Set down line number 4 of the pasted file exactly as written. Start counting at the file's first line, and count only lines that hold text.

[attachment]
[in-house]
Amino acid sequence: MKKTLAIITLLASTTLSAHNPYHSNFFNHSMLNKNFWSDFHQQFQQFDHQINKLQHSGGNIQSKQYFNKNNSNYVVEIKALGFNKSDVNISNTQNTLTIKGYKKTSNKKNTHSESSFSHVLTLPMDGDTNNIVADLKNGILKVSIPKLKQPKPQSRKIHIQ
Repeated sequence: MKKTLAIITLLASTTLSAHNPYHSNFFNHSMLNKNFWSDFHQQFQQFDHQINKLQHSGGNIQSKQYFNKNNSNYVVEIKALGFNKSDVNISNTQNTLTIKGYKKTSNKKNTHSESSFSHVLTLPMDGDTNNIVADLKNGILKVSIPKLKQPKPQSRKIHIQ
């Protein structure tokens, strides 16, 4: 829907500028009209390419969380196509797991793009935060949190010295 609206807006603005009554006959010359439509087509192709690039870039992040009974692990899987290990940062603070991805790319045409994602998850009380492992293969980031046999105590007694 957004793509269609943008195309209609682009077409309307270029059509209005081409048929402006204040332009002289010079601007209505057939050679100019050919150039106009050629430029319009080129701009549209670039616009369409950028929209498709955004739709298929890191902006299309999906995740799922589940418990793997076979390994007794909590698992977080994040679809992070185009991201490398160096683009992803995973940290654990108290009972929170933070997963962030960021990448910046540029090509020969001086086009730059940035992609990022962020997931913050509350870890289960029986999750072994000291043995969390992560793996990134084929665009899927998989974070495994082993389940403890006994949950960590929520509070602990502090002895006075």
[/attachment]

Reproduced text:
């Protein structure tokens, strides 16, 4: 829907500028009209390419969380196509797991793009935060949190010295 609206807006603005009554006959010359439509087509192709690039870039992040009974692990899987290990940062603070991805790319045409994602998850009380492992293969980031046999105590007694 957004793509269609943008195309209609682009077409309307270029059509209005081409048929402006204040332009002289010079601007209505057939050679100019050919150039106009050629430029319009080129701009549209670039616009369409950028929209498709955004739709298929890191902006299309999906995740799922589940418990793997076979390994007794909590698992977080994040679809992070185009991201490398160096683009992803995973940290654990108290009972929170933070997963962030960021990448910046540029090509020969001086086009730059940035992609990022962020997931913050509350870890289960029986999750072994000291043995969390992560793996990134084929665009899927998989974070495994082993389940403890006994949950960590929520509070602990502090002895006075």